Clarifying attribute indexing and uniqueness

Attribute indexing and attribute value uniqueness are not interrelated concepts in AD. A single-valued or multi-valued attribute can be indexed. And the values may require uniqueness or not, depending on their rules as we previously introduced. For each attribute, the scope of uniqueness is defined by the processing rules and constraints specified by the protocol.

Key references in protocol specifications

Updates operations and their constraints are generally defined in [MS-ADTS] In addition, SAM-specific objects creation and modification apply additional constraints defined in [MS-SAMR] Section

In the following examples, we introduce some unique attributes and link them to the documentation.

Example1: Distinguished names

Distinguished names (DNs) are unique and they unambiguously identify objects in the directory. The directory server does not allow two objects with the same Relative DN (RDN) under the same parent or container. A DN is composed of a RDN, and its container’s path. Therefore the uniqueness of RDNs guarantees the uniqueness of DNs. For more details see [MS-ADTS]   Multivalued and Multiple-Attribute RDNs.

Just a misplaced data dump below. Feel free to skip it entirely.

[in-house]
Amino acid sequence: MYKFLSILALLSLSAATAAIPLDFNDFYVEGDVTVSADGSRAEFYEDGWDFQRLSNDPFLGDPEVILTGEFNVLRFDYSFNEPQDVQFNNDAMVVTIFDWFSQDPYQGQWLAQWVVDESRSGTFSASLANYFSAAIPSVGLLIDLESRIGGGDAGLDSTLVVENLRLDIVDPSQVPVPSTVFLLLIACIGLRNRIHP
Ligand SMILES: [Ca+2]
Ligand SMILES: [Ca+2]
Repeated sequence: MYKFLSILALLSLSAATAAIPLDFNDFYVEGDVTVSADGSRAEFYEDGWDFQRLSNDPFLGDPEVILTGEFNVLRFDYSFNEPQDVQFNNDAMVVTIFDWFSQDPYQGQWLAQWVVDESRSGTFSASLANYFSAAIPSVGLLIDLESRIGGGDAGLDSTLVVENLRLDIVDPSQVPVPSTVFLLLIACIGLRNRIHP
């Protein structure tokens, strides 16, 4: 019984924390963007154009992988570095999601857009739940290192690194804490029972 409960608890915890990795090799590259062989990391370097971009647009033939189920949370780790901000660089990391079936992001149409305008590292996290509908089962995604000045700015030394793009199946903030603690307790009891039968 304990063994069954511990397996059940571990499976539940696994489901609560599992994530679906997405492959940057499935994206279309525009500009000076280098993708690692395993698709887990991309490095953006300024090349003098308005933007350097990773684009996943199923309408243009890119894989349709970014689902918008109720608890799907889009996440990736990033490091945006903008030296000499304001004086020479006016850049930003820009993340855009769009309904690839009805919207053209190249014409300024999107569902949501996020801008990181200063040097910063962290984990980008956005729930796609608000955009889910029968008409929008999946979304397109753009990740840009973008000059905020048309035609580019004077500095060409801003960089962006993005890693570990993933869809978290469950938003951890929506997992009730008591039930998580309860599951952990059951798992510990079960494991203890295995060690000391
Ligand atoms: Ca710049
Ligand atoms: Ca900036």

A simple example of DN is: CN=username1,OU=Staff,DC=contoso,DC=com

Example 2: sAMAccountName

[MS-SAMR] “3.1.1   Abstract Data Model” explains SAM-related constraints relationships between attributes and triggers defined respectively in Sections and Section of [MS-SAMR] describes the uniqueness requirements for sAMAccountName ([MS-ADA3] 2.221).  

SAMAccountName is unique and also indexed. The sAMAccountName must be unique among all security principal objects within the domain. For instance, attempting to add the following objects will result in an LDAP “Already exists” error.

dn: CN=username1,OU=Staff,DC=contoso,DC=com

 sAMAccountName: username1

 objectClass: user

 dn: CN=username1,OU=Managers,DC=contoso,DC=com

 sAMAccountName: username1